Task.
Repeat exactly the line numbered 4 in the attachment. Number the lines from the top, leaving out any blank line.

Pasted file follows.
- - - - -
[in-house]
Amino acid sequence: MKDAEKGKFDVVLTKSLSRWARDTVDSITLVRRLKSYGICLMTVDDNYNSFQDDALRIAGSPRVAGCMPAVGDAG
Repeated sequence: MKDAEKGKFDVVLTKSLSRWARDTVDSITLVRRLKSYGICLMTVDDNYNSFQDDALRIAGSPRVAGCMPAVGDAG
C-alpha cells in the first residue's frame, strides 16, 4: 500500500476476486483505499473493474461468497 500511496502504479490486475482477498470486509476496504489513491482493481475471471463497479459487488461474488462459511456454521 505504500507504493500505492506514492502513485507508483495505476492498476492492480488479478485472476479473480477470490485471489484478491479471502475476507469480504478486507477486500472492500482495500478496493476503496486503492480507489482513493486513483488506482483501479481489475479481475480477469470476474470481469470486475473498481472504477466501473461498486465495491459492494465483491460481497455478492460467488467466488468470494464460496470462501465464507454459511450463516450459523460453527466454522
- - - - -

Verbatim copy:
C-alpha cells in the first residue's frame, strides 16, 4: 500500500476476486483505499473493474461468497 500511496502504479490486475482477498470486509476496504489513491482493481475471471463497479459487488461474488462459511456454521 505504500507504493500505492506514492502513485507508483495505476492498476492492480488479478485472476479473480477470490485471489484478491479471502475476507469480504478486507477486500472492500482495500478496493476503496486503492480507489482513493486513483488506482483501479481489475479481475480477469470476474470481469470486475473498481472504477466501473461498486465495491459492494465483491460481497455478492460467488467466488468470494464460496470462501465464507454459511450463516450459523460453527466454522